AbstractGlobal monitoring of tropical cyclones (TC) is enhanced by the unique capabilities provided by the day–night band (DNB), a sensor included on the Visible Infrared Imaging Radiometer Suite (VIIRS) flying on board the Suomi National Polar-Orbiting Partnership (SNPP) satellite. The DNB, a low-light visible–near-infrared-band passive radiometer, can leverage unconventional (i.e., nonsolar) sources of visible light illumination such as moonlight to infer storm structure at night. The DNB provides an unprecedented capability to resolve moonlit clouds at high resolution, offering numerous potential benefits to both operational TC analysts and researchers developing new methods of monitoring TCs occurring within the largely data-void tropical oceanic basins. DNB digital data provide significant enhancements over older nighttime visible data from the Defense Meteorological Satellite Program’s (DMSP) Operational Linescan System (OLS) by leveraging accurate calibration, high sensitivity, and sub-kilometer-scale imagery that covers 2–3 times the moon’s lunar cycle than the OLS. By leveraging these attributes, DNB data can enable the use of automated objective applications instead of subjective image interpretation. Here, the authors detail ways in which critical information about TC structure, location, intensity changes, shear environment, lightning, and other characteristics can be extracted when the DNB data are used in isolation or in a multichannel approach with coincident infrared (IR) channels.
Bulletin of the American Meteorological Society – American Meteorological Society
Published: Nov 23, 2017
It’s your single place to instantly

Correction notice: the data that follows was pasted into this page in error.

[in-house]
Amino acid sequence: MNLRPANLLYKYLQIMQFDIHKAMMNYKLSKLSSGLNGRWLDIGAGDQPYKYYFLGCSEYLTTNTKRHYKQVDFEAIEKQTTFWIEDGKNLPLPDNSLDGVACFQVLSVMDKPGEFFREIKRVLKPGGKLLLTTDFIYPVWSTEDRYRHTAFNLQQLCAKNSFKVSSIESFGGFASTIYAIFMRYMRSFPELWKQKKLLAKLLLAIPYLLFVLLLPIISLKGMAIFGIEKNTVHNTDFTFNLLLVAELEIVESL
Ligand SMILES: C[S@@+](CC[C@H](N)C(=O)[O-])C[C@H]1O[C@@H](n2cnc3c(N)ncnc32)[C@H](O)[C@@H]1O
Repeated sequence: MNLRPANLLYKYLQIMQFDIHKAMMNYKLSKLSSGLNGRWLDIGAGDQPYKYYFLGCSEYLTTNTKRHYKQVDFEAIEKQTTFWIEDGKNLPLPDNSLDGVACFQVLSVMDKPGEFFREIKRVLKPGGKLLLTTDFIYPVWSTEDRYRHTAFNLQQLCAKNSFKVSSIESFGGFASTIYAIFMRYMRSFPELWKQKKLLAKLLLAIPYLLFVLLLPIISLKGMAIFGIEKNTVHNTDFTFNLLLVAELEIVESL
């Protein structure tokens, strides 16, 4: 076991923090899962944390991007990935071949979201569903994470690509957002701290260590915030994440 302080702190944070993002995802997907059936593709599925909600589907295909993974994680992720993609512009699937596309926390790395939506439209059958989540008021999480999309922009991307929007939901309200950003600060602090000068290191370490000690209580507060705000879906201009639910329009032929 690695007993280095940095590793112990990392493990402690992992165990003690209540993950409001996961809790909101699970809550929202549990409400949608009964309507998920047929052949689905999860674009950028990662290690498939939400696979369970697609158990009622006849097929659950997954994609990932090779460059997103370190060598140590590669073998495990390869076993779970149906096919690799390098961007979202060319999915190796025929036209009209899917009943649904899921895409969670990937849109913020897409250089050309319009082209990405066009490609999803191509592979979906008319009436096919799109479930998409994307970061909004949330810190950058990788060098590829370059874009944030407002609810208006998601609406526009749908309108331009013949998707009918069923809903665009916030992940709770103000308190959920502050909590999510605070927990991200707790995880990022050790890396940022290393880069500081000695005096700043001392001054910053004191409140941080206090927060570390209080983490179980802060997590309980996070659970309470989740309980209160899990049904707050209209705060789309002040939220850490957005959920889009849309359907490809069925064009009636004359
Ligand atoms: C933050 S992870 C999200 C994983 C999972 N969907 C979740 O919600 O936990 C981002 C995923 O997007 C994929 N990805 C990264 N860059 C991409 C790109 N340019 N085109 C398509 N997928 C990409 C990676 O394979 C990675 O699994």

discover and read the research
that matters to you.
Enjoy affordable access to
over 18 million articles from more than
15,000 peer-reviewed journals.
All for just $49/month
Query the DeepDyve database, plus search all of PubMed and Google Scholar seamlessly
Save any article or search result from DeepDyve, PubMed, and Google Scholar... all in one place.
Get unlimited, online access to over 18 million full-text articles from more than 15,000 scientific journals.
Read from thousands of the leading scholarly journals from SpringerNature, Elsevier, Wiley-Blackwell, Oxford University Press and more.
All the latest content is available, no embargo periods.
“Hi guys, I cannot tell you how much I love this resource. Incredible. I really believe you've hit the nail on the head with this site in regards to solving the research-purchase issue.”Daniel C.
“Whoa! It’s like Spotify but for academic articles.”@Phil_Robichaud
“I must say, @deepdyve is a fabulous solution to the independent researcher's problem of #access to #information.”@deepthiw
“My last article couldn't be possible without the platform @deepdyve that makes journal papers cheaper.”@JoseServera